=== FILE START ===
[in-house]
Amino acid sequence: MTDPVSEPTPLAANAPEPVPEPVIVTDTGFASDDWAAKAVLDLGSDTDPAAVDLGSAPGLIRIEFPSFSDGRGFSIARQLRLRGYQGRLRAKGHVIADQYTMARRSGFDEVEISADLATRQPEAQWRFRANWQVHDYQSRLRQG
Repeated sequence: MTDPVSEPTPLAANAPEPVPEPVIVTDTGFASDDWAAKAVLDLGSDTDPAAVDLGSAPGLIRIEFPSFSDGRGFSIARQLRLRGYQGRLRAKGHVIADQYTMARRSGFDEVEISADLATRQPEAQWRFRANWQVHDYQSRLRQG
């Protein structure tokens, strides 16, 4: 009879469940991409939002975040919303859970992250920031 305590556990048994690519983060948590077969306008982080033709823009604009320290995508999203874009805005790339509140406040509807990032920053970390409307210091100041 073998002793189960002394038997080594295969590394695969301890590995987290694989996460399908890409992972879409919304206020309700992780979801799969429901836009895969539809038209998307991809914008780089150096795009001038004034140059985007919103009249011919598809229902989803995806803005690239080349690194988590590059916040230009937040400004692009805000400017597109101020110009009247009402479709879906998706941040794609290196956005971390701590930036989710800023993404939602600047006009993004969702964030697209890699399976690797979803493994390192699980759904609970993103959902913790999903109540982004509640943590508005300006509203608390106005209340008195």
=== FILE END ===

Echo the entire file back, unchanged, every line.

[in-house]
Amino acid sequence: MTDPVSEPTPLAANAPEPVPEPVIVTDTGFASDDWAAKAVLDLGSDTDPAAVDLGSAPGLIRIEFPSFSDGRGFSIARQLRLRGYQGRLRAKGHVIADQYTMARRSGFDEVEISADLATRQPEAQWRFRANWQVHDYQSRLRQG
Repeated sequence: MTDPVSEPTPLAANAPEPVPEPVIVTDTGFASDDWAAKAVLDLGSDTDPAAVDLGSAPGLIRIEFPSFSDGRGFSIARQLRLRGYQGRLRAKGHVIADQYTMARRSGFDEVEISADLATRQPEAQWRFRANWQVHDYQSRLRQG
């Protein structure tokens, strides 16, 4: 009879469940991409939002975040919303859970992250920031 305590556990048994690519983060948590077969306008982080033709823009604009320290995508999203874009805005790339509140406040509807990032920053970390409307210091100041 073998002793189960002394038997080594295969590394695969301890590995987290694989996460399908890409992972879409919304206020309700992780979801799969429901836009895969539809038209998307991809914008780089150096795009001038004034140059985007919103009249011919598809229902989803995806803005690239080349690194988590590059916040230009937040400004692009805000400017597109101020110009009247009402479709879906998706941040794609290196956005971390701590930036989710800023993404939602600047006009993004969702964030697209890699399976690797979803493994390192699980759904609970993103959902913790999903109540982004509640943590508005300006509203608390106005209340008195």